Date of Award
Doctor of Philosophy (PhD)
CRISPR-Cas systems endow bacteria and archaea with adaptive immunity against foreign genetic threats, like phages and plasmids. These immune systems are comprised of CRISPR-associated (Cas) protein effectors and DNA-based storage of immunological memories in the CRISPR array. The CRISPR array is a series of direct repeats intercalated by variable spacer sequences (~30bp) of foreign origin. Upon infection, spacers are excised from the foreign genome and integrated into the array. The array is then transcribed and parsed into individual CRISPR RNAs, each containing a single spacer sequence, which are used by Cas nucleases to identify foreign nucleic acids for destruction. Thus, spacer sequences represent molecular memories that serve to define the specificity of the CRISPR immune response. New spacers are added invariably to the 5’ end of the array; therefore, the first spacer matches the most recent foreign invader. How this order is established and whether this highly polarized order of spacer insertion influences CRISPR-Cas immunity has not been explored. In my thesis work, I showed that conserved nucleotides within the leader, a sequence located immediately upstream of the CRISPR array, specify the site of new spacer integration with high fidelity. Mutation of this sequence results in erroneous incorporation of new spacers into the middle of the array. To interrogate the importance of polarized spacer addition, I compared the immune responses generated by CRISPR systems containing wild type and mutant leader sequences. I showed that spacers added through polarized acquisition give rise to more robust immunity than spacers added to the middle of the array. This demonstrated that the CRISPR-Cas system specifies the site of spacer integration to optimize the immune response against the latest and most immediate threat to the host. Because addition of new spacers pushes existing spacers further downstream, each spacer added to the CRISPR array weakens the immunity provided by already existing spacers within the array. How CRISPR systems address this conundrum had not been explored. In this thesis work, I showed that CRISPR systems exhibit significant natural variation in the rates of spacer acquisition and thereby can modulate the lifespan of existing spacers in the array. Fast-adapting systems can respond quickly to new invaders, but existing spacers rapidly lose their potency. In contrast, slow-adapting systems preserve potency of existing spacers at the cost of reduced rates of spacer acquisition. I showed that bacteria have overcome these tradeoffs by harboring multiple CRISPR systems that acquire new spacers at different rates. I also found that leader-repeat junctions serve as a means for spacer acquisition complexes to discriminate between related CRISPR arrays. I propose a model whereby bacteria can harbor two related CRISPR systems as a means to form both shortand long-term immunological memories against foreign invaders. Bacteria were once thought to possess only primitive forms of innate immunity, but this notion was turned on its head by the discovery of the CRISPRCas immune system. My thesis work has revealed a deeper complexity of bacterial immunity and evolution by demonstrating that CRISPR systems functionally organize molecular memories of past invaders as a means to confer optimal immunity to the host.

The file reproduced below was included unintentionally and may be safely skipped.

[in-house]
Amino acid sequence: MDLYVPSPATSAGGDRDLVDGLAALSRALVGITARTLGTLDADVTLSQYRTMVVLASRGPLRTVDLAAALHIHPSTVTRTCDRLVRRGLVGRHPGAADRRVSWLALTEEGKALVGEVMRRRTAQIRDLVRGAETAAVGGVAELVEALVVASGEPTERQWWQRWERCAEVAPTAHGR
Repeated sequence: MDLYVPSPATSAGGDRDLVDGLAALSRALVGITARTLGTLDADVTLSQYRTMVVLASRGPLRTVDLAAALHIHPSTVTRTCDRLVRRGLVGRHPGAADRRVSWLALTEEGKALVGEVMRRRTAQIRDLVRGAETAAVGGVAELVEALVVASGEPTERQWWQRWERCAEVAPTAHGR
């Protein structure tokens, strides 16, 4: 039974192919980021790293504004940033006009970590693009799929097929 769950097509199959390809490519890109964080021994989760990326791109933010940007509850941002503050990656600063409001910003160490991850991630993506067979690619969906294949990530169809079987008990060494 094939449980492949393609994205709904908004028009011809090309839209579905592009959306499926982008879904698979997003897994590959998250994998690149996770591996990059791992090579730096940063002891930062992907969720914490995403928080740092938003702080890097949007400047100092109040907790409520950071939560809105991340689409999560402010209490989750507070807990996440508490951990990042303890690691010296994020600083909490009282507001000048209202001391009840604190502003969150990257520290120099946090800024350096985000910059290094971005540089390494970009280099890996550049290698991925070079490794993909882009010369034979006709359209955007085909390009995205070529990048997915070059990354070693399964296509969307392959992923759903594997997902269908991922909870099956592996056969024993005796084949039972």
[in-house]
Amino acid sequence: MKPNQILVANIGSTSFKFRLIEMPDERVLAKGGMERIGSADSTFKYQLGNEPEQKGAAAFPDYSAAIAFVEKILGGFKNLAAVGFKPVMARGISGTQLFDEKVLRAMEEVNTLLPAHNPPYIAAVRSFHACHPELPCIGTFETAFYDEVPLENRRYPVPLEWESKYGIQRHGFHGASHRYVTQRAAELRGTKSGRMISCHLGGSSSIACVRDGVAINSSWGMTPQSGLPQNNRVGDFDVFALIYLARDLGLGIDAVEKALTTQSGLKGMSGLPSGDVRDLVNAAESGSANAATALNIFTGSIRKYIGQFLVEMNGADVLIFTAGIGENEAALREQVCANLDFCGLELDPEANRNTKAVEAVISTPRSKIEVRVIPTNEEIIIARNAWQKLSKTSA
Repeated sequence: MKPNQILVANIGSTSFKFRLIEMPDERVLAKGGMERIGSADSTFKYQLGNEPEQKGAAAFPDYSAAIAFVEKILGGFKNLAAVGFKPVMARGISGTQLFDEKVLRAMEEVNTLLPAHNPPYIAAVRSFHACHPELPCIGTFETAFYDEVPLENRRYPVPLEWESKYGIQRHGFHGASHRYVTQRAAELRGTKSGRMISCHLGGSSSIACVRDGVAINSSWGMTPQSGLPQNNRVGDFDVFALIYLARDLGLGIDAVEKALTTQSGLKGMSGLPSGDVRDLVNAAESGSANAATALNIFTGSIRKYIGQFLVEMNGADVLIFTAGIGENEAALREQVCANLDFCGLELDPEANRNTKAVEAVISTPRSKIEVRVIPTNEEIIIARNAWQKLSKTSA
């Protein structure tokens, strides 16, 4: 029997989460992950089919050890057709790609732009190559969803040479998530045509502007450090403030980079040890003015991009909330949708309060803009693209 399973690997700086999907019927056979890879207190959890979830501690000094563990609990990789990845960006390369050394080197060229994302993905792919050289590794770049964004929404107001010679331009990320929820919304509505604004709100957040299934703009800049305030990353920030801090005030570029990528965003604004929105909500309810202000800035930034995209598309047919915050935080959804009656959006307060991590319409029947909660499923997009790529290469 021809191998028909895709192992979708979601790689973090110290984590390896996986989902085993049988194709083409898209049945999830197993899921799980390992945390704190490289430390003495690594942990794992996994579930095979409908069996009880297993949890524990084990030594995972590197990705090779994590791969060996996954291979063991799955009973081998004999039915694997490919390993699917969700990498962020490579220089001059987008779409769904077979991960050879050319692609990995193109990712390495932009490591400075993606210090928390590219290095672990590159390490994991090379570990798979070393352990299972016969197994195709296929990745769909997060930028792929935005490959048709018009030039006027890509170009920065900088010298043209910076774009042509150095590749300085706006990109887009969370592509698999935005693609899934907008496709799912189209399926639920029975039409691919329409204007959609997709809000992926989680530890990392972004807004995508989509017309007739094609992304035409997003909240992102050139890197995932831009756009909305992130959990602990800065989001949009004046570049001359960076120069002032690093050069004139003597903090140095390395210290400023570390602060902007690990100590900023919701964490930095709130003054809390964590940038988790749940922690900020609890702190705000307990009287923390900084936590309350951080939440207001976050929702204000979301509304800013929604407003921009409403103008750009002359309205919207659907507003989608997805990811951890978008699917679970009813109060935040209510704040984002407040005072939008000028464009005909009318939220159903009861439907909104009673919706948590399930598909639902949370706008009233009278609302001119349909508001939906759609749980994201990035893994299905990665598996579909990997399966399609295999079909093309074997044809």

McGinn, Jon, "Functional Organization of Molecular Memories in the CRISPR-Cas Immune System" (2019). Student Theses and Dissertations. 508.